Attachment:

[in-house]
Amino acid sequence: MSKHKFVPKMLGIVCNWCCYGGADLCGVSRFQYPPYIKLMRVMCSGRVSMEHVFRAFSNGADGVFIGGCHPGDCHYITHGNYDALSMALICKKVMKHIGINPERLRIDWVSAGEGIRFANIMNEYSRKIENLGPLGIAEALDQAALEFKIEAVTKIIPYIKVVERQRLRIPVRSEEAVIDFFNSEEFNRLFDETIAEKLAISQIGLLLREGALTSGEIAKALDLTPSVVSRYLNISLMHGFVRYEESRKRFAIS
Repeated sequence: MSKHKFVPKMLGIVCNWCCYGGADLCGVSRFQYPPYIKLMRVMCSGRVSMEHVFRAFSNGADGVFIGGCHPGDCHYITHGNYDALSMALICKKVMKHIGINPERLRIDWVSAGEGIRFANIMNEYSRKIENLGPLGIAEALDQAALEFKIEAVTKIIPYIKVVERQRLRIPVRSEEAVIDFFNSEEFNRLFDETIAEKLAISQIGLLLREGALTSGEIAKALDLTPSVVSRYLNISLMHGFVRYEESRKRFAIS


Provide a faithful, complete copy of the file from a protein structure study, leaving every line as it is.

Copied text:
[in-house]
Amino acid sequence: MSKHKFVPKMLGIVCNWCCYGGADLCGVSRFQYPPYIKLMRVMCSGRVSMEHVFRAFSNGADGVFIGGCHPGDCHYITHGNYDALSMALICKKVMKHIGINPERLRIDWVSAGEGIRFANIMNEYSRKIENLGPLGIAEALDQAALEFKIEAVTKIIPYIKVVERQRLRIPVRSEEAVIDFFNSEEFNRLFDETIAEKLAISQIGLLLREGALTSGEIAKALDLTPSVVSRYLNISLMHGFVRYEESRKRFAIS
Repeated sequence: MSKHKFVPKMLGIVCNWCCYGGADLCGVSRFQYPPYIKLMRVMCSGRVSMEHVFRAFSNGADGVFIGGCHPGDCHYITHGNYDALSMALICKKVMKHIGINPERLRIDWVSAGEGIRFANIMNEYSRKIENLGPLGIAEALDQAALEFKIEAVTKIIPYIKVVERQRLRIPVRSEEAVIDFFNSEEFNRLFDETIAEKLAISQIGLLLREGALTSGEIAKALDLTPSVVSRYLNISLMHGFVRYEESRKRFAIS